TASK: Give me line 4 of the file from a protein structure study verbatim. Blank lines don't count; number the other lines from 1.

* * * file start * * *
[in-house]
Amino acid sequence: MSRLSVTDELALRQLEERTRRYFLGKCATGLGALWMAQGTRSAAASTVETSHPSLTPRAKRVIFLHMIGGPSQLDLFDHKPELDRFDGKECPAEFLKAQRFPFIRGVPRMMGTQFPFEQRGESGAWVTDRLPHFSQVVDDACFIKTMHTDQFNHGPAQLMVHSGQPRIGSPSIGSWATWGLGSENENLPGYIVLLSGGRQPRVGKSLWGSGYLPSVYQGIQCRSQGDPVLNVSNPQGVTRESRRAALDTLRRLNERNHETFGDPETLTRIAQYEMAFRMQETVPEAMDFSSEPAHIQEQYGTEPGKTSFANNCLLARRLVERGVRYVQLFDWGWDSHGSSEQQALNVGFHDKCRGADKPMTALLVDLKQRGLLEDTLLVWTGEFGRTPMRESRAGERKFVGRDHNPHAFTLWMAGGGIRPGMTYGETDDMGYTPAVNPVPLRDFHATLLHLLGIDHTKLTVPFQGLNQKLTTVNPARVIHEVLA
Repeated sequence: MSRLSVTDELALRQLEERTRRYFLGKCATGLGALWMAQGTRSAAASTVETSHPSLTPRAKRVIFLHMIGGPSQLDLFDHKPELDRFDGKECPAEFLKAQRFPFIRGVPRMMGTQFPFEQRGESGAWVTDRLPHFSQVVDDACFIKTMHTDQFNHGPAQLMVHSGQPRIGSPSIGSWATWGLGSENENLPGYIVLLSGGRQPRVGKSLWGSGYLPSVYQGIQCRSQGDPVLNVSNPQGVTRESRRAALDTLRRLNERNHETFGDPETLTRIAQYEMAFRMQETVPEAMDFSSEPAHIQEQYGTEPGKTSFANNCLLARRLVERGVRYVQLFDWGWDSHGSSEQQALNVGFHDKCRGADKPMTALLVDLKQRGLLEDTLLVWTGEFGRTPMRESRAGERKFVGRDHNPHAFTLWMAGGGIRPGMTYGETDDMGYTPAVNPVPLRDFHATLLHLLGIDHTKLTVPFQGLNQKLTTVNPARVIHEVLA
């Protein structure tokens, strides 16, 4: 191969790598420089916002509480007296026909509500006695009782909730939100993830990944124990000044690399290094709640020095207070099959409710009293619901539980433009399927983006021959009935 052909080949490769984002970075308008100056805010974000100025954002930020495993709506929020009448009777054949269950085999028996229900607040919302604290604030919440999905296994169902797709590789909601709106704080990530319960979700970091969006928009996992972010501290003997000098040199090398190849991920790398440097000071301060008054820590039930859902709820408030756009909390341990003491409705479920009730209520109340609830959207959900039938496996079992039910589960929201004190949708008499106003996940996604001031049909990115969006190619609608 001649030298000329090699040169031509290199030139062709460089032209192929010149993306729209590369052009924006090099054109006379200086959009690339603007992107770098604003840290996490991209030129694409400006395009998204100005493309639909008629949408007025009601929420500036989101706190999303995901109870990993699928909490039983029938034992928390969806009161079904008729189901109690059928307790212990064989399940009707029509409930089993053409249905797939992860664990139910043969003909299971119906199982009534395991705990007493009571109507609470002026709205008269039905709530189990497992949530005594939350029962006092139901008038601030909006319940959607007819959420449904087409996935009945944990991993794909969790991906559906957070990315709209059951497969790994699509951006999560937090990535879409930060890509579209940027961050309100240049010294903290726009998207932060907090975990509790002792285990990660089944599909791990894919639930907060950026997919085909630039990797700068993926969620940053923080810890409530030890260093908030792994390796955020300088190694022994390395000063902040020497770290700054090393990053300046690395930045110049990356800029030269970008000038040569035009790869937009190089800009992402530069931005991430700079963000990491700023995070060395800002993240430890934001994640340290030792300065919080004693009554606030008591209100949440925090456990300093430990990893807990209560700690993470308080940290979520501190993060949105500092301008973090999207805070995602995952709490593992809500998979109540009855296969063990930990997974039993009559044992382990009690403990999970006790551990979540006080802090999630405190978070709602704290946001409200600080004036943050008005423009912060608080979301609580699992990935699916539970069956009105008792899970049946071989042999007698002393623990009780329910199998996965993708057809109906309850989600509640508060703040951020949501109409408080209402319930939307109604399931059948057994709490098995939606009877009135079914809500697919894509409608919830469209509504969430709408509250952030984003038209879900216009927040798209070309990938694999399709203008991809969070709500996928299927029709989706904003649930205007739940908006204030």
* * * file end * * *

């Protein structure tokens, strides 16, 4: 191969790598420089916002509480007296026909509500006695009782909730939100993830990944124990000044690399290094709640020095207070099959409710009293619901539980433009399927983006021959009935 052909080949490769984002970075308008100056805010974000100025954002930020495993709506929020009448009777054949269950085999028996229900607040919302604290604030919440999905296994169902797709590789909601709106704080990530319960979700970091969006928009996992972010501290003997000098040199090398190849991920790398440097000071301060008054820590039930859902709820408030756009909390341990003491409705479920009730209520109340609830959207959900039938496996079992039910589960929201004190949708008499106003996940996604001031049909990115969006190619609608 001649030298000329090699040169031509290199030139062709460089032209192929010149993306729209590369052009924006090099054109006379200086959009690339603007992107770098604003840290996490991209030129694409400006395009998204100005493309639909008629949408007025009601929420500036989101706190999303995901109870990993699928909490039983029938034992928390969806009161079904008729189901109690059928307790212990064989399940009707029509409930089993053409249905797939992860664990139910043969003909299971119906199982009534395991705990007493009571109507609470002026709205008269039905709530189990497992949530005594939350029962006092139901008038601030909006319940959607007819959420449904087409996935009945944990991993794909969790991906559906957070990315709209059951497969790994699509951006999560937090990535879409930060890509579209940027961050309100240049010294903290726009998207932060907090975990509790002792285990990660089944599909791990894919639930907060950026997919085909630039990797700068993926969620940053923080810890409530030890260093908030792994390796955020300088190694022994390395000063902040020497770290700054090393990053300046690395930045110049990356800029030269970008000038040569035009790869937009190089800009992402530069931005991430700079963000990491700023995070060395800002993240430890934001994640340290030792300065919080004693009554606030008591209100949440925090456990300093430990990893807990209560700690993470308080940290979520501190993060949105500092301008973090999207805070995602995952709490593992809500998979109540009855296969063990930990997974039993009559044992382990009690403990999970006790551990979540006080802090999630405190978070709602704290946001409200600080004036943050008005423009912060608080979301609580699992990935699916539970069956009105008792899970049946071989042999007698002393623990009780329910199998996965993708057809109906309850989600509640508060703040951020949501109409408080209402319930939307109604399931059948057994709490098995939606009877009135079914809500697919894509409608919830469209509504969430709408509250952030984003038209879900216009927040798209070309990938694999399709203008991809969070709500996928299927029709989706904003649930205007739940908006204030």